• Buses Without Traffic - You’re riding the bus when a mother with her two kids rings the bell. The bus pulls over, they get off, and the operator waits for a few cars to pass before he can get back into the travel lane. During those few seconds the light turns yellow and then red. The bus rolls up … Continue reading Buses Without Traffic
  • How to Get More Bike Lanes - City Hall is trying to make it easier for more people to get around by bike. Great. Now only if they’d make it safer for more people bike in the City too. There is very little dedicated space to bike on Syracuse’s streets. What space has been carved out—a protected track on part of University … Continue reading How to Get More Bike Lanes
  • Sync Makes Biking More Possible for More People - Sync—the new bikeshare network that launches on Tuesday—tackles three barriers to biking in Syracuse. First, Sync makes biking cheaper. Bikes are one of the least expensive ways to get around, but, between the upfront cost and maintenance costs, it’s easy to sink $100 into even a cheap used bike. If that bike gets stolen or … Continue reading Sync Makes Biking More Possible for More People
  • The Emerging Pro-Transit Coalition - In Syracuse, local politicians are doing all they can to expand economic opportunity. At the same time, politicians in the State government are working to eliminate New York’s carbon footprint by 2050. These two groups of politicians—along with the activists and organizations that support them—should partner to advocate for better public transportation in Syracuse. A … Continue reading The Emerging Pro-Transit Coalition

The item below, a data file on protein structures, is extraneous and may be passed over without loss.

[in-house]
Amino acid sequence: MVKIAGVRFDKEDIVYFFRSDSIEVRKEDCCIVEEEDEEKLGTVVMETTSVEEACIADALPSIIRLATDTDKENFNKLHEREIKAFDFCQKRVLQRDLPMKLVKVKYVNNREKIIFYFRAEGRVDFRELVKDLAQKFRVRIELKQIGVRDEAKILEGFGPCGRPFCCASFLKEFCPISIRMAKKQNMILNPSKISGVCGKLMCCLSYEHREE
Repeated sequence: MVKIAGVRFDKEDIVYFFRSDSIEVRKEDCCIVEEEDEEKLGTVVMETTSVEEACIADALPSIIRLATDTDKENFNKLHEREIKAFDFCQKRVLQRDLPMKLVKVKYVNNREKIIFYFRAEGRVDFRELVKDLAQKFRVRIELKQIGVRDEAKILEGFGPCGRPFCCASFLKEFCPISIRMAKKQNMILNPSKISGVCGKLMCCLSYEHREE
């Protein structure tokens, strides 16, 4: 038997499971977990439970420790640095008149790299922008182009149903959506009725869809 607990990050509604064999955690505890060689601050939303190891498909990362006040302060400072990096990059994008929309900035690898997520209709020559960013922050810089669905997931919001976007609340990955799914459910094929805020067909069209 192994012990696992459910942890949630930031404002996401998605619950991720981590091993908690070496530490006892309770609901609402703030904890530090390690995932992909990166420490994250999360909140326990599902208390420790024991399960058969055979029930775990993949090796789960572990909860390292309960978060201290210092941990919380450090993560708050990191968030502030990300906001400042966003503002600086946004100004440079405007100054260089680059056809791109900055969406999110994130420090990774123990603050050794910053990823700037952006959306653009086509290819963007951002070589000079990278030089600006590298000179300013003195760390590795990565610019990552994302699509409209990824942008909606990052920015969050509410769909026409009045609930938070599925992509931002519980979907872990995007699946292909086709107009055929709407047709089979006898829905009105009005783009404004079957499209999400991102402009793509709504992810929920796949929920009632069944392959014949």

• More Buses or More Routes - In Syracuse, people ride the bus to get all over the City for all kinds of reasons. Centro needs to run a service that fits their needs by connecting the entire City. One way to do that would be to run more buses between different neighborhoods, even if that meant running new lines that avoid … Continue reading More Buses or More Routes
  • Buses That Don’t Go Downtown - In Syracuse, most major streets lead Downtown. Salina, James, Burnet, Erie, Genesee, Fayette, Onondaga—all of them are good for getting into and out of the city center. Most other major streets at least point towards Downtown, even if they don’t reach it. Midland, South Ave, Wolf, Court, and Butternut all end in neighborhoods outside of … Continue reading Buses That Don’t Go Downtown
  • Centro and I81 - At the March 22 hearing on public transportation in Syracuse, State officials asked Centro CEO Rick Lee why more people don’t ride the bus. Lee responded that Syracuse is a 20-minute city—overbuilt car-infrastructure and a spread-out population mean that there’s very little traffic, so people who can afford to own a car choose to drive. … Continue reading Centro and I81